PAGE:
Thursday, July 07, 2011


I’ve visited two friends in the Emergency Ward at Harborview Hospital in the past week or so: one was a spandex-wearing type cyclist who crashed on a training run, broke three ribs, and punctured a lung; the other was an urban knickers and t-shirt wearing type of rider who fell through a roof while watching fireworks on the Fourth of July and broke her leg pretty spectacularly.

Both are on the mend, though, no thanks, in the first place, to modern Western medicine, which even in the 21st century can’t do much for those injuries other than stand by and wait for the body to recuperate, but with much gratitude in the second case to contemporary emergency medical procedures which, apparently, can pretty much go all Bionic Woman on fractured knees and femurs, insert some pins and titanium, and have the patient back as good as new in far less time than it takes your average auto body shop to repair a smashed-up fender on your car.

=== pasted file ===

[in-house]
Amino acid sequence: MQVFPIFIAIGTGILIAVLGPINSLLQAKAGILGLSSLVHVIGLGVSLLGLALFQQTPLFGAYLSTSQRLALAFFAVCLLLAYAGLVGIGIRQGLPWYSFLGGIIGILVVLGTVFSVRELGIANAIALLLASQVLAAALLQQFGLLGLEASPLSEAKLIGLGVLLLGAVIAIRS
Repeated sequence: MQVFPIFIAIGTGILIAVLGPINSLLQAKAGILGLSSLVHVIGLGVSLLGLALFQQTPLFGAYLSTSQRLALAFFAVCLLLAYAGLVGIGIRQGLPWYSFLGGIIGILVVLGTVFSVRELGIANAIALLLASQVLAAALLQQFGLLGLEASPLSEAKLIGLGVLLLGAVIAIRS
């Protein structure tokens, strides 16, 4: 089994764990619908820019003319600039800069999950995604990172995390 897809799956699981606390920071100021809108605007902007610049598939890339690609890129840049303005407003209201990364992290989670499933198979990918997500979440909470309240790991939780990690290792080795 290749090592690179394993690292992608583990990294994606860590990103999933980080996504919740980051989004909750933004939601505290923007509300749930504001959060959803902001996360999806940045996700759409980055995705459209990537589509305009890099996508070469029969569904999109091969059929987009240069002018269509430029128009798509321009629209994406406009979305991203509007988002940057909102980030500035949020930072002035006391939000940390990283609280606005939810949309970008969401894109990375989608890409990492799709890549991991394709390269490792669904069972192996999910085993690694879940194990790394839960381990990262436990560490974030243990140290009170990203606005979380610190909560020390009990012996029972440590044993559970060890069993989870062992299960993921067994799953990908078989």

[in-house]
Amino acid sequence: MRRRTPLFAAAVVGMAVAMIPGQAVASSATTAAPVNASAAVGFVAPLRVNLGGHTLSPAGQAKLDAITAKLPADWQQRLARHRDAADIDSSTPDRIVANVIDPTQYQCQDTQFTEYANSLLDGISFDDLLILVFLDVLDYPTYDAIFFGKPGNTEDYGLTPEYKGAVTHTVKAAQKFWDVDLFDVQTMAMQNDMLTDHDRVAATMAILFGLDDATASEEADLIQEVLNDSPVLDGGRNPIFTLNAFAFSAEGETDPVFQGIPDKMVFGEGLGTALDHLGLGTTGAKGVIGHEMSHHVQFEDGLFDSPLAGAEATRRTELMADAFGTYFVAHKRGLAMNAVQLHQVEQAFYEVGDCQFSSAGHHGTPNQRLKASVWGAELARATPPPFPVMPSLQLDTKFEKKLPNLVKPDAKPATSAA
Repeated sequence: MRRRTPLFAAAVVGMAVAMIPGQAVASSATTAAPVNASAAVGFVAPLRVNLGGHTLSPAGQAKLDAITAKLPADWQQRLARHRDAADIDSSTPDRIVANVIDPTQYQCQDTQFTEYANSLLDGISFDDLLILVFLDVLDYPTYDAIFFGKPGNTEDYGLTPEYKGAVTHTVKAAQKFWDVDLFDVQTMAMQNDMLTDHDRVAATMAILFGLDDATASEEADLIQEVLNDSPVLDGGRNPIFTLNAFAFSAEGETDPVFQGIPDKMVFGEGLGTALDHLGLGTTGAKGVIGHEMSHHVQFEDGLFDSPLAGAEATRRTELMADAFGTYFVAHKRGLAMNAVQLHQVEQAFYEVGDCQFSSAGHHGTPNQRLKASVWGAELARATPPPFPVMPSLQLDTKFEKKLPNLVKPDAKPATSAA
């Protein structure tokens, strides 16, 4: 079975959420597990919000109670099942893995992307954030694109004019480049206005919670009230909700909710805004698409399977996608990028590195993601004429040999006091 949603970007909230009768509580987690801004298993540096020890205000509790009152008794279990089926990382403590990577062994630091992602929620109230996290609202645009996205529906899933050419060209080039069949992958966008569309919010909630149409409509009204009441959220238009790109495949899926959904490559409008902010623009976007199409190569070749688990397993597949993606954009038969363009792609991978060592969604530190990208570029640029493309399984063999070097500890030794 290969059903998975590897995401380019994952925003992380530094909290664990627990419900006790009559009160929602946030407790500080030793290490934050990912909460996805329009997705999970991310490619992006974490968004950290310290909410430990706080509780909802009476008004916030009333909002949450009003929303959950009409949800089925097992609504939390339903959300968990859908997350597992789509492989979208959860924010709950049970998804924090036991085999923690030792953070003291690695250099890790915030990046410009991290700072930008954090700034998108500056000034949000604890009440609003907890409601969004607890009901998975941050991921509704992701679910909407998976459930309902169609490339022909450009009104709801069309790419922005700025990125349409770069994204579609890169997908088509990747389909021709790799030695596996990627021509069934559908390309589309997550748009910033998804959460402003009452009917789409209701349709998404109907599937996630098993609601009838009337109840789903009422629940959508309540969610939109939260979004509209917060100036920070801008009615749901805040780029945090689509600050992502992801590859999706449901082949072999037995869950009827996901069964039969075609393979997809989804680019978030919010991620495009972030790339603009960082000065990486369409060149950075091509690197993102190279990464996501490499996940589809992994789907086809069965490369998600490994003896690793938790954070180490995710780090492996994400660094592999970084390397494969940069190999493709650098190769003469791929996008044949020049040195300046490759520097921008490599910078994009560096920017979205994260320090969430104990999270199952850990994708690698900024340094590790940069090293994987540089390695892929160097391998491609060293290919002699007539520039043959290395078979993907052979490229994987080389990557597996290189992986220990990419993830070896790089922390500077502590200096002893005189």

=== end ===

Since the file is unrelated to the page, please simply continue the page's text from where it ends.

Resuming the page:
I’m not all that great at the hospital visit, other than adhering to the “no longer than 15 minutes” rule. Despite (or perhaps as a result of) having spent many hours as a lad trailing behind my physician father as we navigated the halls of his hospital on weekends while he got in some work before or after sporting events or swimming pool visits, I get all nervous and uncomfortable around the injured and/or ill.

Mainly, I think, I recoil at being confronted so starkly with the frailty of human beings. I don’t like to think about how soft and vulnerable we are and how hard and unforgiving are the structures that we’re apt to impact by accident: tarmac, concrete, crushed gravel, owch.

Our hunter-gatherer ancestors had it better: when they crashed on the Wooly Mammoth raid or whatever, they were more apt to land on dirt, or grass, or furry moss. We could all do for such softer landings.


Blogger Deb's Lunch said...

Funny - I was out for a walk with this morning with my neighbor, who's a pediatrician. We went thru the graveyard, and our talk turned to dying relatives and hospice, and I told her how very uncomfortable you were in hospitals around sick people. I quoted mom, who always said that she told our dad, who would have been overjoyed if either of us wanted to be a doctor, that I'd be a better doc than you because - "Your son is empathetic; he feels your pain, but your daughter is sympathetic; she tries to understand it and help".

9:51 AM  

Post a Comment

<< Home